His Dark Materials

Kevin Drum gets this about right:

I’m not in the habit of defending the Religious Right, but I have to say that [with regards to The Golden Compass] they have a point. I’m sure the movie itself will indeed be harmless, but the books are every conservative Christian’s nightmare of what the secular left’s real agenda is — assuming you get past the first two volumes, that is. Pullman’s attack on Christianity is foreshadowed in those books, but in the third it’s laid bare with no attempt at even unsubtle Narnia-esque analogies. The Amber Spyglass is the story of how God (yes, the God of Abraham, the one in the Bible) has ruled despotically and malevolently over the Earth for 30,000 years and the forces of good and decency are finally going to kill him. And they do.

I read the three His Dark Materials books when I was ten, and loved them. Not because of the fantasy – I hated the Narnia books, and the Harry Potter books, and Tolkein, and pretty much all other children’s fantasy books – but because they were overtly political, and their militant atheism was a large part of that. Compared to the other stuff I was reading as a fifth-grader, dramatic battle scenes pitting anti-theist armies against God were pretty potent. Reading about covert operatives swooping into Hell to free its denizens from God’s imperial grasp was pretty powerful. Where the themes of the early Harry Potter books and Lord of the Rings amounted to “evil bad!”, and the Narnia books read like Sunday school with swords, His Dark Materials was much more interesting. It was new. It was dangerous. And that’s why I liked it.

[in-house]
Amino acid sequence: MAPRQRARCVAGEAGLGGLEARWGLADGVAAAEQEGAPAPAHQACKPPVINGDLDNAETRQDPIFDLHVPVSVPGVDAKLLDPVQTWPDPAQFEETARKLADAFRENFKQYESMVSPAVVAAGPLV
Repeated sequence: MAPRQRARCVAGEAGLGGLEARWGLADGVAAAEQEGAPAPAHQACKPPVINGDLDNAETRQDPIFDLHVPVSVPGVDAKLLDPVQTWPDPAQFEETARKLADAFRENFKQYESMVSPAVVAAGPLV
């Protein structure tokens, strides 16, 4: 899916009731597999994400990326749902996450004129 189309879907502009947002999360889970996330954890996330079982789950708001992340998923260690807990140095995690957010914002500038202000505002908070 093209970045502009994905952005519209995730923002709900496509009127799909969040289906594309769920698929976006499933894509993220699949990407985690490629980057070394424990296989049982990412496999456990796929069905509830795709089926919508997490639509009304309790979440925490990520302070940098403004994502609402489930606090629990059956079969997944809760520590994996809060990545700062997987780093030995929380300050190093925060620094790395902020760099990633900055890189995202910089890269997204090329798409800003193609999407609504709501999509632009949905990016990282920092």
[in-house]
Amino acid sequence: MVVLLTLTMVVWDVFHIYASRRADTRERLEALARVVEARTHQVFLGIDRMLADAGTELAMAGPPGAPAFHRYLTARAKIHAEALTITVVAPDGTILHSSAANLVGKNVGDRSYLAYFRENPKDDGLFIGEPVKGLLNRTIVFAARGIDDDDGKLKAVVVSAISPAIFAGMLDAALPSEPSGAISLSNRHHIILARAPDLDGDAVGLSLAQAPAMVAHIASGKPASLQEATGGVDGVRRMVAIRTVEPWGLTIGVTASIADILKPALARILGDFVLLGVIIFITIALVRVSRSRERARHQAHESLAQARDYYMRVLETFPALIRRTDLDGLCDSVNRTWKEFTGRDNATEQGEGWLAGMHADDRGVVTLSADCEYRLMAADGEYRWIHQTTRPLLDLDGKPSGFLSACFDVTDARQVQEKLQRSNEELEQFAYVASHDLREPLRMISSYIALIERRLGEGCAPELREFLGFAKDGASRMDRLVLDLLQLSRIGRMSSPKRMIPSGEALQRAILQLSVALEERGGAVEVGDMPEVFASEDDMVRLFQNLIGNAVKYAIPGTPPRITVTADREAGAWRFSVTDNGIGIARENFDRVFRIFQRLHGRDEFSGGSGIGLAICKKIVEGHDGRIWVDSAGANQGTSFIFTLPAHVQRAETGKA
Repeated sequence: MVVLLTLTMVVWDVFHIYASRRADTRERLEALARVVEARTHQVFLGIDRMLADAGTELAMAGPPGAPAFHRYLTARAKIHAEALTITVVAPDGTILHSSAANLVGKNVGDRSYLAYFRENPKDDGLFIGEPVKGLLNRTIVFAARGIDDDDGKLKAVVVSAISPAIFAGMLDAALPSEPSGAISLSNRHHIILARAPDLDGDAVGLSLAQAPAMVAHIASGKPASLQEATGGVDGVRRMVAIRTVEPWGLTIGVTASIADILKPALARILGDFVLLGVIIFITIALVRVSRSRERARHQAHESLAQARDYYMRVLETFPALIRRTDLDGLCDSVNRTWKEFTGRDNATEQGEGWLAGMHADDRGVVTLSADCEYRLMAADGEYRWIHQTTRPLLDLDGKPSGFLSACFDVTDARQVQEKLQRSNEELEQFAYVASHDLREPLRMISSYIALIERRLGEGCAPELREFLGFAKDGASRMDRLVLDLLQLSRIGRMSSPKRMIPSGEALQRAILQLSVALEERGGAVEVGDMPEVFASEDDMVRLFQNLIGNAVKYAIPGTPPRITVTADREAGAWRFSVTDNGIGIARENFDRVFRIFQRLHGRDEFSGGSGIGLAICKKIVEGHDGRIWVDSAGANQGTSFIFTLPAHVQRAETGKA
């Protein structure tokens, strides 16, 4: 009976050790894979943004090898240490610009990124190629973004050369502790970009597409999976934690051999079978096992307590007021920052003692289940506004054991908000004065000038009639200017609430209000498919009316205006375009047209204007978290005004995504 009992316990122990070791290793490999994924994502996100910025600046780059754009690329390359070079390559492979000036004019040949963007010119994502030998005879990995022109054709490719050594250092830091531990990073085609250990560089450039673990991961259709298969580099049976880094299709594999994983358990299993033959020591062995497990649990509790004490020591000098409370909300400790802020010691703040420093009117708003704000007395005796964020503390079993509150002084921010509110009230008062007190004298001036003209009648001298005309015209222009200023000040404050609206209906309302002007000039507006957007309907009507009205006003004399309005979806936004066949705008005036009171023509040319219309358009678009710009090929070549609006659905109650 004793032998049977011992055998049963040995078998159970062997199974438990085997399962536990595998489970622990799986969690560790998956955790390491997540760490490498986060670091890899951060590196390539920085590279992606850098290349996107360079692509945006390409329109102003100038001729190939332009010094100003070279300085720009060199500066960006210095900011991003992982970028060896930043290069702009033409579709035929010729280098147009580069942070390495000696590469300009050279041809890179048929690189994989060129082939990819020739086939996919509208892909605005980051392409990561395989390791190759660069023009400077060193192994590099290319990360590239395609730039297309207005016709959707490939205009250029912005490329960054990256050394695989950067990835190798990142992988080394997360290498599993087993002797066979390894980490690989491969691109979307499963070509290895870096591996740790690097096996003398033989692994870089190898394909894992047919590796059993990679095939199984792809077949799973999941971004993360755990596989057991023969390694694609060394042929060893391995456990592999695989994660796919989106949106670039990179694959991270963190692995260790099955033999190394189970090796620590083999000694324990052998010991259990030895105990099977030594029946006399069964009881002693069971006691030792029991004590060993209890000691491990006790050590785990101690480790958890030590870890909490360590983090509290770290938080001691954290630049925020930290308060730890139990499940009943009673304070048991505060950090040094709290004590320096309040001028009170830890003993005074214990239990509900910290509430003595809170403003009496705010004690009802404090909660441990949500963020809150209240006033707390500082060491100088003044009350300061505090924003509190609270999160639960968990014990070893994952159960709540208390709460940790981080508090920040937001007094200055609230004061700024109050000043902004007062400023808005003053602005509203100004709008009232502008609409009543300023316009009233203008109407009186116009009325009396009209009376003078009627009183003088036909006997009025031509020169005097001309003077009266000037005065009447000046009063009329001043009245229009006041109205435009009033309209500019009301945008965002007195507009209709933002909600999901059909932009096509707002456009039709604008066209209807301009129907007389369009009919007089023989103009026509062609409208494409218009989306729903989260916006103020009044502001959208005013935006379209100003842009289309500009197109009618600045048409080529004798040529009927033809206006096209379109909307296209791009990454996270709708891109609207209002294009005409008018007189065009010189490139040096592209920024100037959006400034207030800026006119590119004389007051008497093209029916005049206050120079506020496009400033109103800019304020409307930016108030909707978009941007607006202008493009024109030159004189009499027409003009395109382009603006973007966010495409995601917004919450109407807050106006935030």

So Kevin’s right: the books should threaten the religious right, as kids reading them are likely to start questioning what they’ve been taught. And the religious right’s faith is sufficiently vulnerable that a handful of children’s books are enough to threaten it.

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